The keywords came from multiple sources such as traffic to the website, site search, Google Search Console, Google Keyword Tool and more. Since there were over a million keywords, and Bill’s staff could not sort through them all, they created a pie chart of drink discovery colors that visually told the story of what people were searching for.

Bill recommends using searcher interest to drive content alignment, ensuring your data stories paint the right picture for the audience and don’t overcomplicate data.

Presentation deck: Maximizing Your Searcher Discovery Journal 

Maria Corcoran, Adobe

Maria addressed two important questions many of us have:

  • How do I get my ideas funded?
  • How can I use data to get those ideas funded?

Maria is on an in-house team of 32 in operations at Adobe. Her team is focused on knowing where the data is coming from and how to find the data. To be able to analyze the data, you need to understand the data sources.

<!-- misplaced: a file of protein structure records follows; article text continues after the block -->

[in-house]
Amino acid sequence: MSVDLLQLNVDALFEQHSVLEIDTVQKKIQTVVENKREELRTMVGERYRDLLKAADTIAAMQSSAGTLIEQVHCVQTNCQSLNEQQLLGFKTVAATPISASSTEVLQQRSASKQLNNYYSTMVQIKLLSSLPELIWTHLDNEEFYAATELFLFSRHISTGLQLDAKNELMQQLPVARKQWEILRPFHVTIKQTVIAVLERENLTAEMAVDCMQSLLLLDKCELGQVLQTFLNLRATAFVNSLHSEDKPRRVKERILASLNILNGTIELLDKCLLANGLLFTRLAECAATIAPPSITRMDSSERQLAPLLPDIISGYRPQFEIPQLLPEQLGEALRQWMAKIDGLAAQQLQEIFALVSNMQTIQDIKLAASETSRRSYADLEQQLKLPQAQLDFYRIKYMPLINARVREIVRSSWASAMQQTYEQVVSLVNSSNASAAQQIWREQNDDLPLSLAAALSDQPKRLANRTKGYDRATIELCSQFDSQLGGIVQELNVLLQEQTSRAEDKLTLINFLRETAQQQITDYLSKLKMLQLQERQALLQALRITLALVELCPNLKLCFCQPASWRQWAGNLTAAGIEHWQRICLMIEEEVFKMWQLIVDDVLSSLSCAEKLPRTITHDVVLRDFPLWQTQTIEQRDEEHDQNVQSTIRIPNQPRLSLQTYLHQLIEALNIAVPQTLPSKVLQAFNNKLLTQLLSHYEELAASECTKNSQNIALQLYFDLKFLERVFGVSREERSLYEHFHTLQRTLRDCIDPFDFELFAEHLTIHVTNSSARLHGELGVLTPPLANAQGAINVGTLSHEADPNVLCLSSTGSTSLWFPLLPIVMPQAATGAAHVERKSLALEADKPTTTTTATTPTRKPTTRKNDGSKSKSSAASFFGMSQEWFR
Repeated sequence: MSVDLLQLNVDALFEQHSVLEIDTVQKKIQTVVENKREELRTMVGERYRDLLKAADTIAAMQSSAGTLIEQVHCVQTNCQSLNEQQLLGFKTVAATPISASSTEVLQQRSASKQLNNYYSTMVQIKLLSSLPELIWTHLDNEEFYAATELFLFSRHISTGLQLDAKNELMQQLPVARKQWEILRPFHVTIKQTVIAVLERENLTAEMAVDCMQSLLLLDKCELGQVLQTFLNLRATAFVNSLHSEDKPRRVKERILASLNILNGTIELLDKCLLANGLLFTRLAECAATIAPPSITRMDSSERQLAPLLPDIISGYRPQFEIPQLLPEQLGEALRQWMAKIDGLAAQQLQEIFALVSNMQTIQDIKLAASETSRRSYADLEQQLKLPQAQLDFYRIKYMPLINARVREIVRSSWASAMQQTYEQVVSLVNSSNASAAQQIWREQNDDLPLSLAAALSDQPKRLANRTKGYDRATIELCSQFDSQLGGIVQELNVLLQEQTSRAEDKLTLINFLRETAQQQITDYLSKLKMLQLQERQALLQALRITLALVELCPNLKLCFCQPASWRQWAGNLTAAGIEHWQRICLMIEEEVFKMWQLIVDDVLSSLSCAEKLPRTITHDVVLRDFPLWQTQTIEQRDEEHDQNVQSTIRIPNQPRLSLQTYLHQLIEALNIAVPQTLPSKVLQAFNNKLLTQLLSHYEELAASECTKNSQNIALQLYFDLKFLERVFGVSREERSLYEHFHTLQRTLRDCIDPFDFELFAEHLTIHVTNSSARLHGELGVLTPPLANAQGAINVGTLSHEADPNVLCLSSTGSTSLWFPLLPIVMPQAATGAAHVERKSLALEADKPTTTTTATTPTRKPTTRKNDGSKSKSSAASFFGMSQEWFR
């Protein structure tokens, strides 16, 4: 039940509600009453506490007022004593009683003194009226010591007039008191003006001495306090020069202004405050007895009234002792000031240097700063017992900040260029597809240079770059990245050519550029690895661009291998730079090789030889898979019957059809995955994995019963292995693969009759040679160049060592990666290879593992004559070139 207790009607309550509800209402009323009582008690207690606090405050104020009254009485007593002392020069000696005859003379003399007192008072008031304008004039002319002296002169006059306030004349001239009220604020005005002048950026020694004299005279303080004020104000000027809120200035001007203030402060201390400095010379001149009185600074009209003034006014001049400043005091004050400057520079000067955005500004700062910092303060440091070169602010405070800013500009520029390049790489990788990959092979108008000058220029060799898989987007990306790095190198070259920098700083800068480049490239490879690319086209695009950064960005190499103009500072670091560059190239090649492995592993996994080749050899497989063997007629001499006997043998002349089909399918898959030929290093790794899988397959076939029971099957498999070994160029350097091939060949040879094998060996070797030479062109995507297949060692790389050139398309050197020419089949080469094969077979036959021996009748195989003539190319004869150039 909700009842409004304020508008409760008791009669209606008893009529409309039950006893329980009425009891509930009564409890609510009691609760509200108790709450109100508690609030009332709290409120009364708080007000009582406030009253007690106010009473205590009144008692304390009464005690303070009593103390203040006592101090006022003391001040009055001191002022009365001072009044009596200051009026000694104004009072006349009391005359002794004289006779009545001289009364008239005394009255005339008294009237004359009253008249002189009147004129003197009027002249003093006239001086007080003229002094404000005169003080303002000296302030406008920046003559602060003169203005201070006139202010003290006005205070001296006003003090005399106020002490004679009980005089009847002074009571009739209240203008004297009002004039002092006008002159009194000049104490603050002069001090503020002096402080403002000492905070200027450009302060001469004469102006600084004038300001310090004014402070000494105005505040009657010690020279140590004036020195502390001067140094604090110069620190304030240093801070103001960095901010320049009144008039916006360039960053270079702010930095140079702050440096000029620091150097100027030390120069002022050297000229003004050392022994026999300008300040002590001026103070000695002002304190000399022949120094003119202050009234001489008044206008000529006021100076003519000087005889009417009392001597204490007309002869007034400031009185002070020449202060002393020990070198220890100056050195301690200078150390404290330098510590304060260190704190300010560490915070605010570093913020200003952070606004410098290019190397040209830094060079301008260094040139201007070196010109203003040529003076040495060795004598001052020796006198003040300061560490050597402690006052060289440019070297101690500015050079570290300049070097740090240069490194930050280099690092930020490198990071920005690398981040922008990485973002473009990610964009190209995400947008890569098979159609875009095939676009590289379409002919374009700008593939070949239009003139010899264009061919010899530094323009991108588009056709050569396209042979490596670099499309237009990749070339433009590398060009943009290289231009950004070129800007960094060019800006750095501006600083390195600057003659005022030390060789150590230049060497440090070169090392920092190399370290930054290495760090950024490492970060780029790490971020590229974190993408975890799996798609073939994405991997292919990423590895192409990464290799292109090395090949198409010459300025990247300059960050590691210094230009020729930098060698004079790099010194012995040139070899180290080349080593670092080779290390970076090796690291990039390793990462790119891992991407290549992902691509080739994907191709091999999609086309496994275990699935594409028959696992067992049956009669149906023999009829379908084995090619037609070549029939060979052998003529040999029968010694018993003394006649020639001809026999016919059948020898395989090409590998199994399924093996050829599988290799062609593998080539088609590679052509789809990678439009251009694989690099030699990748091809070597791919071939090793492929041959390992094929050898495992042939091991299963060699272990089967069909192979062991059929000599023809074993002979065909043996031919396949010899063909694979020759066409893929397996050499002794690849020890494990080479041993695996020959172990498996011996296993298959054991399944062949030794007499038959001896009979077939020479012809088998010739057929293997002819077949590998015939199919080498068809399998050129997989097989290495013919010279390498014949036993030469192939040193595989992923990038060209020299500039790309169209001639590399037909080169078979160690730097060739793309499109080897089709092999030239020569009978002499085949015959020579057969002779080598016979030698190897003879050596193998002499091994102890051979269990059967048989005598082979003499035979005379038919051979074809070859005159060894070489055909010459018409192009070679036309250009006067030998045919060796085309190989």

As a strategist, she wants to know all of the details:

  • How much did that click cost?
  • What is the customer journey?
  • What is the bounce rate for a page?
  • What is the customer engagement level?

While the details are good, they will not get your idea funded.

Your ultimate goal is to get the C-suite on your side and happy with your ideas. They’re not looking at the strategist data, they want to see the bottom line.

You need to translate the data you have into what the executives want. They likely want to know revenue, conversion volume and retention. You’ll need to do your research to know what they want, so you can use your data to address what they need to make decisions.

You may have all the data in the world, but you may also only get one slide in a 60-slide presentation to convince the executives of the value of your project.